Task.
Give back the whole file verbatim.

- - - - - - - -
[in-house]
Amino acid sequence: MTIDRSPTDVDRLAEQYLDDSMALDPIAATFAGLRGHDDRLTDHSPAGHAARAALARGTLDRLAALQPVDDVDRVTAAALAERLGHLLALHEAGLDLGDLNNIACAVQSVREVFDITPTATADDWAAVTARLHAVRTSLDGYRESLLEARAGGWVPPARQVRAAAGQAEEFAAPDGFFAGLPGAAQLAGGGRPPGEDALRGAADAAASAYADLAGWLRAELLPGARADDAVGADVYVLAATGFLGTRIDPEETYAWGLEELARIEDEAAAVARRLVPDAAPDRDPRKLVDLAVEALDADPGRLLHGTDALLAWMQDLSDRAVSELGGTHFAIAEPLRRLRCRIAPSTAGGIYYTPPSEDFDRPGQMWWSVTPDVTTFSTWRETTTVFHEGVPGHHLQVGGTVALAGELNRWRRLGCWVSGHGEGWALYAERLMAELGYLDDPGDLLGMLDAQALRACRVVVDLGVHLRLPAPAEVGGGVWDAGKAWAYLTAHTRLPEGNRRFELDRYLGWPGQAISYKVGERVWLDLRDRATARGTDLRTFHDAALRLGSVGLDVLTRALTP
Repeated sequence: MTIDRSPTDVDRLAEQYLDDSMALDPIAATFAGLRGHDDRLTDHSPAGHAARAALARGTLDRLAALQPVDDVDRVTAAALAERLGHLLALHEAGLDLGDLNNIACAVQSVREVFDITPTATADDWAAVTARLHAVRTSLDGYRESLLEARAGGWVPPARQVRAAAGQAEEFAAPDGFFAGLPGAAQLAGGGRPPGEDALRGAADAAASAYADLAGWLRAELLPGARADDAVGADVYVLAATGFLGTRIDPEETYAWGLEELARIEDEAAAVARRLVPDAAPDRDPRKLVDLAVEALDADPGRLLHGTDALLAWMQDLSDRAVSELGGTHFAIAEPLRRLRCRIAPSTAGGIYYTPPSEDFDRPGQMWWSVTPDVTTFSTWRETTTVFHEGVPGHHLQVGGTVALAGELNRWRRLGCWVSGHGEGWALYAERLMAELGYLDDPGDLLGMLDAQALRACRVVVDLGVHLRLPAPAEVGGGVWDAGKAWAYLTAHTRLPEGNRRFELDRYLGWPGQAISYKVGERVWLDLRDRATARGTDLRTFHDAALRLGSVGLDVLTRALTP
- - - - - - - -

[in-house]
Amino acid sequence: MTIDRSPTDVDRLAEQYLDDSMALDPIAATFAGLRGHDDRLTDHSPAGHAARAALARGTLDRLAALQPVDDVDRVTAAALAERLGHLLALHEAGLDLGDLNNIACAVQSVREVFDITPTATADDWAAVTARLHAVRTSLDGYRESLLEARAGGWVPPARQVRAAAGQAEEFAAPDGFFAGLPGAAQLAGGGRPPGEDALRGAADAAASAYADLAGWLRAELLPGARADDAVGADVYVLAATGFLGTRIDPEETYAWGLEELARIEDEAAAVARRLVPDAAPDRDPRKLVDLAVEALDADPGRLLHGTDALLAWMQDLSDRAVSELGGTHFAIAEPLRRLRCRIAPSTAGGIYYTPPSEDFDRPGQMWWSVTPDVTTFSTWRETTTVFHEGVPGHHLQVGGTVALAGELNRWRRLGCWVSGHGEGWALYAERLMAELGYLDDPGDLLGMLDAQALRACRVVVDLGVHLRLPAPAEVGGGVWDAGKAWAYLTAHTRLPEGNRRFELDRYLGWPGQAISYKVGERVWLDLRDRATARGTDLRTFHDAALRLGSVGLDVLTRALTP
Repeated sequence: MTIDRSPTDVDRLAEQYLDDSMALDPIAATFAGLRGHDDRLTDHSPAGHAARAALARGTLDRLAALQPVDDVDRVTAAALAERLGHLLALHEAGLDLGDLNNIACAVQSVREVFDITPTATADDWAAVTARLHAVRTSLDGYRESLLEARAGGWVPPARQVRAAAGQAEEFAAPDGFFAGLPGAAQLAGGGRPPGEDALRGAADAAASAYADLAGWLRAELLPGARADDAVGADVYVLAATGFLGTRIDPEETYAWGLEELARIEDEAAAVARRLVPDAAPDRDPRKLVDLAVEALDADPGRLLHGTDALLAWMQDLSDRAVSELGGTHFAIAEPLRRLRCRIAPSTAGGIYYTPPSEDFDRPGQMWWSVTPDVTTFSTWRETTTVFHEGVPGHHLQVGGTVALAGELNRWRRLGCWVSGHGEGWALYAERLMAELGYLDDPGDLLGMLDAQALRACRVVVDLGVHLRLPAPAEVGGGVWDAGKAWAYLTAHTRLPEGNRRFELDRYLGWPGQAISYKVGERVWLDLRDRATARGTDLRTFHDAALRLGSVGLDVLTRALTP